There is nowhere else in Philly like Andra Hem. The chic Swedish cocktail lounge has a friendly guy waiting outside to bring you in, artwork of Scandinavian royalty next to framed beer cans, and perfectly blended drinks. Unlike most popular bars, this Rittenhouse hideaway is rarely crowded to the point where you hear a stranger’s take on pro wrestling while ordering a drink. Grab a crispy potato pancake, a massive cheese board, Swedish punsch, and forget about whatever it is you didn’t pack.  


You’ll need something rewarding for surviving the Old City gauntlet of tripping over cobblestone streets and Betsy Ross teaching you how to churn butter.  That’s where The Franklin Fountain comes in. The throwback ice cream parlor and soda shop has antique fixtures like old hanging lamps and cashiers and serves scoops of flavors like cotton candy, pistachio, and peanut butter. If you take something to go, it will come in a Chinese takeout container—which you’ll appreciate on a sunny day when you don’t have streams of ice cream running down your hand from a cone. The most popular flavor here is Hydrox, which is like cookies and cream from the early 1900s. Each spoonful is velvety and easily the tastiest history lesson you’ll get in that neighborhood.

There are a few reasons to head to West Philly on your first trip here: to geotag your “in West Philadelphia, born and raised” picture, to check out some of our great African restaurants, and to get the city’s most treasured dessert from Siddiq’s. We're talking about water ice, which is basically an ice so finely grained it’s whipped, in flavors ranging from classics like lemon and watermelon to some creative ones like white grape and strawberry daiquiri with bits of real fruit. They also serve other snacks that will transport you to the Jersey Shore, like funnel cake and cotton candy, all of which can be eaten under the umbrellas out front.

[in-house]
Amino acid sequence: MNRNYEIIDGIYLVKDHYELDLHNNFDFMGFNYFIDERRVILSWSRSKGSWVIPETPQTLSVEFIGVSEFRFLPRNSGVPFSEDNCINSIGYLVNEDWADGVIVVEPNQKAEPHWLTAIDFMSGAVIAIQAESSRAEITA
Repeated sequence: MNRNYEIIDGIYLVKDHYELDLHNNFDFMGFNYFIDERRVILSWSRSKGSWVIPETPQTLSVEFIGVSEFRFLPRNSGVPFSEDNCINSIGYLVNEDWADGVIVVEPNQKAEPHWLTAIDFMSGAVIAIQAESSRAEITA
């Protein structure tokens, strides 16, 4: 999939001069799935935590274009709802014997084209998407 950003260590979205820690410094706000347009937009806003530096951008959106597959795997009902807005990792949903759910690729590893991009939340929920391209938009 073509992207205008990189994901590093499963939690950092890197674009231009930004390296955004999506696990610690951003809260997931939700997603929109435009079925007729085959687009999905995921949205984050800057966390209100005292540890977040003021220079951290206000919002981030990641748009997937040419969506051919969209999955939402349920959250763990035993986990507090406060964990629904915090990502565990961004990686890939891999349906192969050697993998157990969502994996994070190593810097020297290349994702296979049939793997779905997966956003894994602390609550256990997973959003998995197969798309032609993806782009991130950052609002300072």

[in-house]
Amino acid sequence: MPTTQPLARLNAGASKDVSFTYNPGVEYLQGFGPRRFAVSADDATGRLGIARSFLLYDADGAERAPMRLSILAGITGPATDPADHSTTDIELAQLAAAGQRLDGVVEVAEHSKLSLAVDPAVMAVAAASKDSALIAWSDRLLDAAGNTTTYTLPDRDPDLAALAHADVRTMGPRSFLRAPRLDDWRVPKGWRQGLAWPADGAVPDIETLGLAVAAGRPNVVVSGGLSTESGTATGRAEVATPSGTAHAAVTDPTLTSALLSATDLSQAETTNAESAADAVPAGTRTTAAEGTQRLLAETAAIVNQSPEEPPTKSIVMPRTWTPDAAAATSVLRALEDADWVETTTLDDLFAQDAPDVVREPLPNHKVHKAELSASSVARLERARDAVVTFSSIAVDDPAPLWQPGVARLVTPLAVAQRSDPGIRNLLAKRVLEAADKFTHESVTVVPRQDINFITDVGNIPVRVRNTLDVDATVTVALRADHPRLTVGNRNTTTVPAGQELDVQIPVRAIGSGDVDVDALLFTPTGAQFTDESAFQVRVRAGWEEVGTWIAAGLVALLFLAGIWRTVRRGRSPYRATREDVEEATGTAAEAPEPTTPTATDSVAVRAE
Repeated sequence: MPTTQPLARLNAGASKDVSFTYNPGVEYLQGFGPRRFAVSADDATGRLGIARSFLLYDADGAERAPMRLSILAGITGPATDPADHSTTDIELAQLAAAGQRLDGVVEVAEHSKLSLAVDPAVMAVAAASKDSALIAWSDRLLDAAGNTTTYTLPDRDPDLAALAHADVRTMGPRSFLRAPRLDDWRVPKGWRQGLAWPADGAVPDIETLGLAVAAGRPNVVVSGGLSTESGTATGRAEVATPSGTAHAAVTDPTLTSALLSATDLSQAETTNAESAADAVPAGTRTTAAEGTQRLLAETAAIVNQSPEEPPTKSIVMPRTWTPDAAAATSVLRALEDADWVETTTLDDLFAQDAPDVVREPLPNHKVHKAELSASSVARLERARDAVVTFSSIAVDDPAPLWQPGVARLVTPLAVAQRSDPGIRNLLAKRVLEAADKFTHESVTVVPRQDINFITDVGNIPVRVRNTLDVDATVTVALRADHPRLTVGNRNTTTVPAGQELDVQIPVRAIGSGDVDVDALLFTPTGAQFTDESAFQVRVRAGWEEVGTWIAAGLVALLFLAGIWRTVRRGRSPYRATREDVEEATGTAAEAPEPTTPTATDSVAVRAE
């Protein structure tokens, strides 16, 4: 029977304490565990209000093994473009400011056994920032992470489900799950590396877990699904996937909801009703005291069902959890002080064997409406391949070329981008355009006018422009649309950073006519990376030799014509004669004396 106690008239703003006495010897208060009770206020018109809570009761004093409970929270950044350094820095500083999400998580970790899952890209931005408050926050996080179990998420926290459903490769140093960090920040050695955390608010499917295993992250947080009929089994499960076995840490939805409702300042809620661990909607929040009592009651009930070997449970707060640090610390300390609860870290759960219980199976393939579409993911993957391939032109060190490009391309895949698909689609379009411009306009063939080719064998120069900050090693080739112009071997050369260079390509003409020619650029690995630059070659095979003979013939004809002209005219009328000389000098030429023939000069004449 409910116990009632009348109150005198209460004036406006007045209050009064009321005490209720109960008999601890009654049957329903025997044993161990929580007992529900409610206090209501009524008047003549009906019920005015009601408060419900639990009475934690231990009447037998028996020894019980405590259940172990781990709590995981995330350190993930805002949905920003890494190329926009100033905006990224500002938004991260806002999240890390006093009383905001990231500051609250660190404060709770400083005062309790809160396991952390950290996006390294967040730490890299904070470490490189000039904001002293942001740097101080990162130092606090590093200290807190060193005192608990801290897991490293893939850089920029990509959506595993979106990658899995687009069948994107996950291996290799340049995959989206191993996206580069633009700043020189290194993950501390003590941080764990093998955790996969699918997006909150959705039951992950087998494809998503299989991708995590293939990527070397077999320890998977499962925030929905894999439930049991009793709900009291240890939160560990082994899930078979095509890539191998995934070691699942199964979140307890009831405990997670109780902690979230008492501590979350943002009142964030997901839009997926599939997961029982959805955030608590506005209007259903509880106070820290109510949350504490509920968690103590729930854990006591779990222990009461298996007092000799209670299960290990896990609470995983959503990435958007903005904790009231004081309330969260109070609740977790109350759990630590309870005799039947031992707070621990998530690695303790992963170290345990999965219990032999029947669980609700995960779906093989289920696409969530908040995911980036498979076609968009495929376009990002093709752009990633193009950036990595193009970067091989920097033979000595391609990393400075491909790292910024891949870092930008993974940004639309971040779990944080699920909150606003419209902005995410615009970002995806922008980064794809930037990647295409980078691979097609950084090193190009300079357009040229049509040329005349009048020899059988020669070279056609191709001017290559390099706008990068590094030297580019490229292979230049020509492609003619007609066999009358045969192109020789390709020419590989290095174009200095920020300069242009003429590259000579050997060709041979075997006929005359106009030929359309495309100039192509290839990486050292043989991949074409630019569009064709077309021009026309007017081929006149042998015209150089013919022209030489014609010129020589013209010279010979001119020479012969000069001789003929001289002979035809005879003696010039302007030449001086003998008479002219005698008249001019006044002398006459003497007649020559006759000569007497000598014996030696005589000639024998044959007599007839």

Termini Bros. is a place of legend. It’s been around since alcohol was illegal and F. Scott Fitzgerald was hitting up clubs with Ernest Hemingway, and it’s one of the best bakeries in the city. Their South Philly location is only a short walk away from the sports arenas and it stays open until 9pm, which means you’ll be able to get a box of ricotta cannolis after any mid-day Phillies game. There's also a location in the Reading Terminal Market, so you can get chocolate chip poundcake or a box of biscottis no matter where you're staying.

1-900-ICE-CREAM makes soft serve on site at their tiny Rittenhouse shop, with flawless textures and flavors that send us to the moon and back. It’s the best soft serve—dare we say, ice cream?—in town, and comes in flavors like sort-of-salty chocolate, vanilla, strawberry shortcake, and lemon cookie. When it’s nice out, you can expect a line, but this unbelievably creamy treat is worth it.

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photo credit: GAB BONGHI

The First Timer’s Guide To Eating & Drinking In Philadelphia guide image